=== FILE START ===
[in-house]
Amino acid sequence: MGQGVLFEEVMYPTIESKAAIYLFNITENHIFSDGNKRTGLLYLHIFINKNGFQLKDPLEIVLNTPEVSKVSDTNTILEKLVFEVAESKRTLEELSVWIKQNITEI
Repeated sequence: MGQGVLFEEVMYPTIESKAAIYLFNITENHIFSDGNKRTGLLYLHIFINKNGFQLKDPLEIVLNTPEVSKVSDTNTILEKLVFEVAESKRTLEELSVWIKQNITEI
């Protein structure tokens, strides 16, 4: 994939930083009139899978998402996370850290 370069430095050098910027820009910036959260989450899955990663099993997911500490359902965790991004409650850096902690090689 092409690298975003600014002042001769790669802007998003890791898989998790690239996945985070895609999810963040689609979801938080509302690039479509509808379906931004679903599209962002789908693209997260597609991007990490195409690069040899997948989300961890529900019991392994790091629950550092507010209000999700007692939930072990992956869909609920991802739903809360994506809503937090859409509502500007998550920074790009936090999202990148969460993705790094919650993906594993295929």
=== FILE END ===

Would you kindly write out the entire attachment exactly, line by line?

[in-house]
Amino acid sequence: MGQGVLFEEVMYPTIESKAAIYLFNITENHIFSDGNKRTGLLYLHIFINKNGFQLKDPLEIVLNTPEVSKVSDTNTILEKLVFEVAESKRTLEELSVWIKQNITEI
Repeated sequence: MGQGVLFEEVMYPTIESKAAIYLFNITENHIFSDGNKRTGLLYLHIFINKNGFQLKDPLEIVLNTPEVSKVSDTNTILEKLVFEVAESKRTLEELSVWIKQNITEI
């Protein structure tokens, strides 16, 4: 994939930083009139899978998402996370850290 370069430095050098910027820009910036959260989450899955990663099993997911500490359902965790991004409650850096902690090689 092409690298975003600014002042001769790669802007998003890791898989998790690239996945985070895609999810963040689609979801938080509302690039479509509808379906931004679903599209962002789908693209997260597609991007990490195409690069040899997948989300961890529900019991392994790091629950550092507010209000999700007692939930072990992956869909609920991802739903809360994506809503937090859409509502500007998550920074790009936090999202990148969460993705790094919650993906594993295929």